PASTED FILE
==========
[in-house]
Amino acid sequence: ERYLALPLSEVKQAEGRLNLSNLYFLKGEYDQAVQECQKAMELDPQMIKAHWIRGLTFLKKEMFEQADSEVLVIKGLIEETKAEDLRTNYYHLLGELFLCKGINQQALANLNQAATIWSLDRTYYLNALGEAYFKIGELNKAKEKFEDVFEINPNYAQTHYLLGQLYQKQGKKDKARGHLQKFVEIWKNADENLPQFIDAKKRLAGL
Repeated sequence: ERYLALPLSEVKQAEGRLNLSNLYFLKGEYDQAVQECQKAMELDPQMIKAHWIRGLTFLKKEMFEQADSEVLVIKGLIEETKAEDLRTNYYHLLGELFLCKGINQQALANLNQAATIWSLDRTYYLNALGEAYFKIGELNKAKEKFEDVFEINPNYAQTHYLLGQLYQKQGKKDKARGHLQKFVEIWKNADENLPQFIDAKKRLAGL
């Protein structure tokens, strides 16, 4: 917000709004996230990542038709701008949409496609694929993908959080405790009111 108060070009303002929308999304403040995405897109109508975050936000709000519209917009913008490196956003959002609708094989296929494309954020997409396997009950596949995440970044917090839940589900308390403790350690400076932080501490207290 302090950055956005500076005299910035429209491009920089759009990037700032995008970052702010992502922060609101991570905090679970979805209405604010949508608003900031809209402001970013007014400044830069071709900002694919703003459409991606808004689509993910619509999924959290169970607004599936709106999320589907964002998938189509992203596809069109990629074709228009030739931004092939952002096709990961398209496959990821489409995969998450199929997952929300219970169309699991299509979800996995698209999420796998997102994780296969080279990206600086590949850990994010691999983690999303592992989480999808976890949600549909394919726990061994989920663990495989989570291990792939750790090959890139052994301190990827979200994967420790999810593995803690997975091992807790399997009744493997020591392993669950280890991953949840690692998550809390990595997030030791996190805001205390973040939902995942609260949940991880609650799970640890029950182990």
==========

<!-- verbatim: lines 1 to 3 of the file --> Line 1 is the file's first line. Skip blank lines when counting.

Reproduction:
[in-house]
Amino acid sequence: ERYLALPLSEVKQAEGRLNLSNLYFLKGEYDQAVQECQKAMELDPQMIKAHWIRGLTFLKKEMFEQADSEVLVIKGLIEETKAEDLRTNYYHLLGELFLCKGINQQALANLNQAATIWSLDRTYYLNALGEAYFKIGELNKAKEKFEDVFEINPNYAQTHYLLGQLYQKQGKKDKARGHLQKFVEIWKNADENLPQFIDAKKRLAGL
Repeated sequence: ERYLALPLSEVKQAEGRLNLSNLYFLKGEYDQAVQECQKAMELDPQMIKAHWIRGLTFLKKEMFEQADSEVLVIKGLIEETKAEDLRTNYYHLLGELFLCKGINQQALANLNQAATIWSLDRTYYLNALGEAYFKIGELNKAKEKFEDVFEINPNYAQTHYLLGQLYQKQGKKDKARGHLQKFVEIWKNADENLPQFIDAKKRLAGL